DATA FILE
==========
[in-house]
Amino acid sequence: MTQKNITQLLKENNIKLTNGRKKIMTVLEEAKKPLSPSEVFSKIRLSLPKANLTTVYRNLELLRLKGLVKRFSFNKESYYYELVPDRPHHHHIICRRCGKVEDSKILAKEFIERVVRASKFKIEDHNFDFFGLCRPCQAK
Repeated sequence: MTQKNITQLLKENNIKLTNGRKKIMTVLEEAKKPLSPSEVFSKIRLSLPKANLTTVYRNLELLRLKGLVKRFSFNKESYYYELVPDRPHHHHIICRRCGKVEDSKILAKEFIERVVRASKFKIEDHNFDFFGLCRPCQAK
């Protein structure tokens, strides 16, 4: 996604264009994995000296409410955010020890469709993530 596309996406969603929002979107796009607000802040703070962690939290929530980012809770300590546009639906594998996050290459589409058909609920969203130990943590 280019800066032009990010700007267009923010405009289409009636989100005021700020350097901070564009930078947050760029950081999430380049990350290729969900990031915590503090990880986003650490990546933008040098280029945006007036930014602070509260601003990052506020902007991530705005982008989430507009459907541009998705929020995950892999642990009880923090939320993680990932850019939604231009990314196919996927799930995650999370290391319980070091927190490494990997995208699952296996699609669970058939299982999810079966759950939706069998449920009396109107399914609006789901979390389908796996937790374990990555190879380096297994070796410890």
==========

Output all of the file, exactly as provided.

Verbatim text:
[in-house]
Amino acid sequence: MTQKNITQLLKENNIKLTNGRKKIMTVLEEAKKPLSPSEVFSKIRLSLPKANLTTVYRNLELLRLKGLVKRFSFNKESYYYELVPDRPHHHHIICRRCGKVEDSKILAKEFIERVVRASKFKIEDHNFDFFGLCRPCQAK
Repeated sequence: MTQKNITQLLKENNIKLTNGRKKIMTVLEEAKKPLSPSEVFSKIRLSLPKANLTTVYRNLELLRLKGLVKRFSFNKESYYYELVPDRPHHHHIICRRCGKVEDSKILAKEFIERVVRASKFKIEDHNFDFFGLCRPCQAK
């Protein structure tokens, strides 16, 4: 996604264009994995000296409410955010020890469709993530 596309996406969603929002979107796009607000802040703070962690939290929530980012809770300590546009639906594998996050290459589409058909609920969203130990943590 280019800066032009990010700007267009923010405009289409009636989100005021700020350097901070564009930078947050760029950081999430380049990350290729969900990031915590503090990880986003650490990546933008040098280029945006007036930014602070509260601003990052506020902007991530705005982008989430507009459907541009998705929020995950892999642990009880923090939320993680990932850019939604231009990314196919996927799930995650999370290391319980070091927190490494990997995208699952296996699609669970058939299982999810079966759950939706069998449920009396109107399914609006789901979390389908796996937790374990990555190879380096297994070796410890």